I also like Cellulose's example above, but it would be nice to not have to use a typedef:

 useArray(float[] {-.5f, -.4f, .0f}); useNestedArrays(float[][] { {1.5f, 2.0f}, {-5.0f, 3.1f} }); 

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I was thinking about the possibility to defer the evaluation of the initialization list until it is known what it will be used for. Whenever the compiler encounters an initialization list in an expression it would then first look for possible types that can be initialized with initialization lists, e.g. while matching function overloads an initialization list in argument would then match only to the function overloads whose parameter is an array.

In most cases it would then be possible to avoid the need to explicitly inform the exact type of the initialization list. However whenever there is an ambiguity to resolve it would be necessary to explicitly inform the type. In this case I would prefer to use something similar to value casts, possibly without the extra () as the list is already enclosed in {}.

This would match Jake's last example, i.e.

 // To resolve ambiguity it's necessary to inform the type of the list useArray(float[]( {-.5f, -.4f, .0f} )); useNestedArrays(float[][] { {1.5f, 2.0f}, {-5.0f, 3.1f} } ); // Parenthesis are optional // When there is no ambiguity, it's not necessary to inform the type onlyFloatArray({0,1,2,3}); 

To make it more useful it would also be necessary to allow use of initialization lists to create arbitrary objects, like vector, etc. Here I think it would be possible to match each element in the list to one of the arguments of a constructor. This would allow something like this:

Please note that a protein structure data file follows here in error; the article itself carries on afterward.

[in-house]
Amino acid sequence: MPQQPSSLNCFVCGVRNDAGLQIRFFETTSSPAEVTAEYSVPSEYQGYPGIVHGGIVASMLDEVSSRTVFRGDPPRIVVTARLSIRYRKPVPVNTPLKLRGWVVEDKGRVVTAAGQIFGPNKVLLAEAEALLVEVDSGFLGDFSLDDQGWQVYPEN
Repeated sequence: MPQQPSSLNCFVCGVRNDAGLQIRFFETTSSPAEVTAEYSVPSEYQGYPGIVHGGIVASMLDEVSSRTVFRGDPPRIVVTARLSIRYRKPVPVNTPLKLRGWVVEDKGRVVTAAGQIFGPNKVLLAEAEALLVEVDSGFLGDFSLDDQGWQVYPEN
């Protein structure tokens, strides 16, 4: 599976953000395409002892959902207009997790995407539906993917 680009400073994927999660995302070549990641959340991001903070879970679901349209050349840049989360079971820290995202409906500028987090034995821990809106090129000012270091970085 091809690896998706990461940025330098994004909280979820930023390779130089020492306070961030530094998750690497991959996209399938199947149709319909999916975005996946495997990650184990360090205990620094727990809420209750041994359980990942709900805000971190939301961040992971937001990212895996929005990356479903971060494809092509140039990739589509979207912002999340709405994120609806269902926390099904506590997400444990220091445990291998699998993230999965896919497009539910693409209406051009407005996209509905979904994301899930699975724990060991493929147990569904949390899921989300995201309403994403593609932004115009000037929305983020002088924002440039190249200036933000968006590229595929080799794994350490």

// Assuming the vector2 has a constructor like vector2(float, float) vector2 vec = {0,0}; vector2[] arr = {{1,2}, {3,4}}; 

I believe this would work. Currently I don't see anything that wouldn't work with this syntax. I'll have to make a more detailed analysis to make sure though. Edited by Andreas Jonsson

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For my part, I think the initialization-list constructor should be something that's defined manually somehow, to prevent an ambiguity between constructors which take arrays as their arguments and those which take initialization lists -- for instance, an array<int> has a 2-int constructor where the first specifies a size and the second specifies an element to be copied to all indices, but when we pass it an initialization list we want a size of two and the given elements.

There might be a better way around this but I wouldn't know what it was.

Also thanks -- this is going to be an immensely awesome language feature.

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Yes, you're right.

I believe it may be enough for the compiler to check for the existance of the asBEHAVE_LIST_FACTORY. If it exists for the type, then only that one will match the initialization list. If it doesn't exist, then any of the factories/constructors can be used.